The clock is tick, tick, ticking down on 2011. But while the rest of the world breaks, the soccer world waits. The transfer window opens on Jan. 1, and fans of all teams see New Year's Day as the one that could move their club forward.
Most of the questions this week were transfer related. So let's get to answering them.
Hi Marcus, I'm very new to all this. Can you talk a little bit about transfer fees? How much do the players actually get? And what happens for instance, when Real Madrid paid $86.2 million for Kaka and now they want to unload him for a lot less. The club loses obviously but how about the players, does Kaka have to make up for that loss?
— Ms. Morris, Calif., U.S.A.
Hello Ms. Morris, thanks for the question and welcome to the party. Transfer fees are the price purchasing teams pay to release a player from their contract with the selling team. The buying club must then negotiate a contract with the player, and have him complete a physical (medical) exam before the transfer goes through.
The latest reports on Kaka claim that Real Madrid is looking to sell him for about half of what it paid for him in 2009. That kind of loss would cripple most clubs, but not Madrid. It can eat those losses and still afford to buy nearly any player out there.
One thing to remember is that Real most likely did not pay AC Milan that entire fee up front. Most deals are paid in equal installments over the length of the player's contract with the buying club. In Kaka's case, he signed a six-year contract with Madrid, so the Spanish club would pay Milan $14.6 million at the start of each season. It has already paid half of his fee. If it sells the Brazilian international for half of the original fee, it would break even on the deal. Even if it receives less than half the amount it paid for Kaka, the player himself would not be obligated to make up the difference, as it's a matter of business between clubs.
Years ago, players would get a cut — often 10 percent — of the transfer fee. That is far less common these days, especially at the top level. I hope this helps and thanks for the question.
What's going on with Olympique Marseille? Are they trying to replace Lucho Gonzalez? If so, who will fill his position on the bench?
— Al, Brooklyn, N.Y.
Hello, Al. Marseille, or L'OM, had a tough start to the season, but it has improved over the course of the season. It's unbeaten since the 3-0 win over Ligue 1 leader Paris St. Germain on Nov. 27, and I'm expecting the club to storm up the standings after the winter break. It also advanced to the knockout rounds of the UEFA Champions League and I'm picking your team to defeat the struggling Inter Milan in the round of 16.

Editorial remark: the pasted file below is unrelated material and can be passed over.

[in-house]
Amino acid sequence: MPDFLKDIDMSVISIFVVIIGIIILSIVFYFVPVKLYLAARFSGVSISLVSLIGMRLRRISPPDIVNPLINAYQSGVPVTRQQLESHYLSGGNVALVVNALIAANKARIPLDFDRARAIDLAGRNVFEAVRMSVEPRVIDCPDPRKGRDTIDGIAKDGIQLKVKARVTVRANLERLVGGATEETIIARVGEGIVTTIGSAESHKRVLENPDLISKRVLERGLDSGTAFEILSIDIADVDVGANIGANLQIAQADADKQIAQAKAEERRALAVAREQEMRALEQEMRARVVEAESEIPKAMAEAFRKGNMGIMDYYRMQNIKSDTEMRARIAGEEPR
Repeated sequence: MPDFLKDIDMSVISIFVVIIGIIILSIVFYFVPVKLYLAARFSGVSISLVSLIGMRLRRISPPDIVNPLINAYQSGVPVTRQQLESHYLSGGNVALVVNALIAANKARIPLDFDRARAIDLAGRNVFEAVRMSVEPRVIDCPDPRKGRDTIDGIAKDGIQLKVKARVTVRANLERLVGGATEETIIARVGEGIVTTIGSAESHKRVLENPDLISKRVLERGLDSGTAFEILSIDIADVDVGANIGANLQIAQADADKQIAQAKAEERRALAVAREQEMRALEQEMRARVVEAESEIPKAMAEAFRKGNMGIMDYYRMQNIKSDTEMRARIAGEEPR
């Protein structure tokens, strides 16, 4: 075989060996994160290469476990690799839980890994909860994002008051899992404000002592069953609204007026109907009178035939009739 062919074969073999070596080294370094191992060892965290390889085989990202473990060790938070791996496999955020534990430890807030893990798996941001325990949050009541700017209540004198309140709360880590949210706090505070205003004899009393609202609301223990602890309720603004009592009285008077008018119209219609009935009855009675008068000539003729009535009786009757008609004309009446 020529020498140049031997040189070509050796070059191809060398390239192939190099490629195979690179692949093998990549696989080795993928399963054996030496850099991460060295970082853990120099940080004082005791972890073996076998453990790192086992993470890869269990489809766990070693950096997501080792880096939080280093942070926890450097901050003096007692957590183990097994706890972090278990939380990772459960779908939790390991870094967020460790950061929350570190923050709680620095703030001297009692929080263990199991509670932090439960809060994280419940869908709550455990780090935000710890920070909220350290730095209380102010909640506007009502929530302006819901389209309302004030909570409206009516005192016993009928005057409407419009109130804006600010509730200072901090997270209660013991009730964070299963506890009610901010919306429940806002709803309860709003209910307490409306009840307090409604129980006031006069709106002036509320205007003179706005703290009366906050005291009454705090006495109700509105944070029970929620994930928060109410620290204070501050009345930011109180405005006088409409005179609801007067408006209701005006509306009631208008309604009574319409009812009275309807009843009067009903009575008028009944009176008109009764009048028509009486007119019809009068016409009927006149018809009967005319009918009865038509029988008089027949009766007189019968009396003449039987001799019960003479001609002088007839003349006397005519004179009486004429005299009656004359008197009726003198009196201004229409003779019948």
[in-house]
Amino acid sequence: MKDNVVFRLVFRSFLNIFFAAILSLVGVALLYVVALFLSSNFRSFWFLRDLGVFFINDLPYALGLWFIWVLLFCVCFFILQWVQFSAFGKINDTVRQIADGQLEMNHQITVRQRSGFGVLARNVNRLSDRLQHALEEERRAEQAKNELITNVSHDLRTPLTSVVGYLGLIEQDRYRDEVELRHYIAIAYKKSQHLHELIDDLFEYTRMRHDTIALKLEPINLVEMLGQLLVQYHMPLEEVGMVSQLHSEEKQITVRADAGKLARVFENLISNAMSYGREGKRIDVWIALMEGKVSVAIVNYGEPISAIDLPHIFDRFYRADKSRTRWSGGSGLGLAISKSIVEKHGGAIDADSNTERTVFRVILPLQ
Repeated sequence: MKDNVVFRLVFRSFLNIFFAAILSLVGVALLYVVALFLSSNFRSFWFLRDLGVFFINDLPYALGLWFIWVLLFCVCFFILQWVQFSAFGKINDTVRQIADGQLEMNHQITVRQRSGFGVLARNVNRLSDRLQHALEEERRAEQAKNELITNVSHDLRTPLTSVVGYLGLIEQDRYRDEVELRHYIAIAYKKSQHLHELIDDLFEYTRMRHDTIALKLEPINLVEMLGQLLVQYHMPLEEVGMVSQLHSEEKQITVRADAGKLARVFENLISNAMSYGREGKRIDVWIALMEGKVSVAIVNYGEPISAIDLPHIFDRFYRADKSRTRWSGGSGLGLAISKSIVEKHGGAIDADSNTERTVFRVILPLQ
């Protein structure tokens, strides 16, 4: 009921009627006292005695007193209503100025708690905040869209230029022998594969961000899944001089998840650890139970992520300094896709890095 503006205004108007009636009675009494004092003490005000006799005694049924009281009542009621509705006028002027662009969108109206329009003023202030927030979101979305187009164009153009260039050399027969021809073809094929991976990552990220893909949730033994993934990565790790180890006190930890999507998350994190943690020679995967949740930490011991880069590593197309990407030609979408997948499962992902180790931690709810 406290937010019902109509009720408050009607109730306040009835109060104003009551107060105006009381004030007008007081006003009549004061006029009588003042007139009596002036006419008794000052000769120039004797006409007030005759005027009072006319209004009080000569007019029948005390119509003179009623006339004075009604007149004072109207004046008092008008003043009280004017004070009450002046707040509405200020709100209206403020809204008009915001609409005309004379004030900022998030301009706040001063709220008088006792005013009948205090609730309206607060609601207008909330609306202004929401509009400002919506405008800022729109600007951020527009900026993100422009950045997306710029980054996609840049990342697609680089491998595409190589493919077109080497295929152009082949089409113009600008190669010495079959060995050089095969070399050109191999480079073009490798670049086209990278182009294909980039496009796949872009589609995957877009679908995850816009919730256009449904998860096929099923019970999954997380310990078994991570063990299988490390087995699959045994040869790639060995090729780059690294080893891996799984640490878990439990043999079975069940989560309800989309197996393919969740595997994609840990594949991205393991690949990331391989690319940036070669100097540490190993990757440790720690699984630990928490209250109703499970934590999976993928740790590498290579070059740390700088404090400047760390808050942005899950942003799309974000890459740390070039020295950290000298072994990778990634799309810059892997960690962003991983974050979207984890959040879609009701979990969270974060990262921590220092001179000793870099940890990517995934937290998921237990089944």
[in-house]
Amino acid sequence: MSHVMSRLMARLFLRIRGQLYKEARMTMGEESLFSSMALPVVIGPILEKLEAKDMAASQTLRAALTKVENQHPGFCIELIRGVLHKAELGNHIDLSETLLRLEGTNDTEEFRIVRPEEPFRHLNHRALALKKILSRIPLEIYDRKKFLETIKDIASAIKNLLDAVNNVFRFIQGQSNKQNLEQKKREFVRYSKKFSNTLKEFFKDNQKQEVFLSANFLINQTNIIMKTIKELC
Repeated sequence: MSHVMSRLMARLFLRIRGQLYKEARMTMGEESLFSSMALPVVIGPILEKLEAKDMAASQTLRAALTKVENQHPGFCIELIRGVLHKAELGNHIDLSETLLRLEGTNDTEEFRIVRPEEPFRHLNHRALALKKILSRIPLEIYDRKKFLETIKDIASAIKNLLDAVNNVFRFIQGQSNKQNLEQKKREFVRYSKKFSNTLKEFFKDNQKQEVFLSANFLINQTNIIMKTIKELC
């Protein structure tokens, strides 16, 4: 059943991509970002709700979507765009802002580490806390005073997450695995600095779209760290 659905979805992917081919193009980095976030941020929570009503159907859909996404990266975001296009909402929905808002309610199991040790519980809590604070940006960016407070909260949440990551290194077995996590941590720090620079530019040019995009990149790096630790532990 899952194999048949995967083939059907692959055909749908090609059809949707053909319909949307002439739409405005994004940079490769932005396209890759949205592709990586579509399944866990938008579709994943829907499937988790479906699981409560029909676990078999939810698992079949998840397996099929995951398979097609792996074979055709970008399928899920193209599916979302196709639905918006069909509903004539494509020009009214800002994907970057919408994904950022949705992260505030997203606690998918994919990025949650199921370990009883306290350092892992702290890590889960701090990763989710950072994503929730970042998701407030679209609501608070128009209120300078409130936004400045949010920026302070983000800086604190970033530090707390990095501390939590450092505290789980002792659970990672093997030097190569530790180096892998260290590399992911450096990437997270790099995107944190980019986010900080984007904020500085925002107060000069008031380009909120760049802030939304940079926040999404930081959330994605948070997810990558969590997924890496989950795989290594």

Manager Didier Deschamps is in the third year of his project with the club, and has constructed a squad consisting of players of his choosing. The only problem is that he is in the final year of his contract, and the club will remain in a state of temporary paralysis until it sorts out the Deschamps situation.
As for Lucho (who happens to be one of my favorites), this is most likely his last season with the club. His form has dropped sharply since gangsters broke into his house and robbed him and his wife last March. Arsene Wenger tried to bring him to Arsenal in the summer, but could not come to an agreement with Marseille.
If and when he leaves, he will likely be replaced by a player with a few years of League 1 experience, or one of the many talented youngsters at the club. Thanks for the question, Al.
Any possible targets for Liverpool in January?
— Muhd Imran, Merseyside, Liverpool, U.K.
Hello Muhd and thanks for all your support. This is the $1 million question that I can't really answer. It's rare, especially for a club that is rich in tradition like Liverpool to name a player it is pursuing in the transfer market. Most clubs conduct negotiations in private and going public can spark the interest of other clubs. This often destabilizes the player, starts a bidding war and drives up the player's price. The selling club can also take it as a sign of bad faith or disrespect.
As for LFC, I can only speculate as to the type of player club bosses might be trying to bring to the club. Adding another option in the attack seems to be a logical solution to its goal-scoring problems. The Reds might look for a wide midfielder and possibly a central defender to provide cover in those areas.
I wouldn't be shocked if Liverpool didn't bring anyone in during the January transfer window. Most of the club's public statements indicate that Kenny Dalglish and Damien Comolli are satisfied with the strength of the squad. I would expect more turnover after the season ends, when they know what 2012-13 competitions LFC will face. You might also see some veteran players leave the club, creating a need to recruit new players. Thanks again, Muhd, and sorry I can't give a straight answer on that one.
I'd like to take this time to say thanks for reading, reacting and interacting with me and my work in 2011. It truly means the world to me. Have a happy and safe new year and watch this space for some big things in 2012.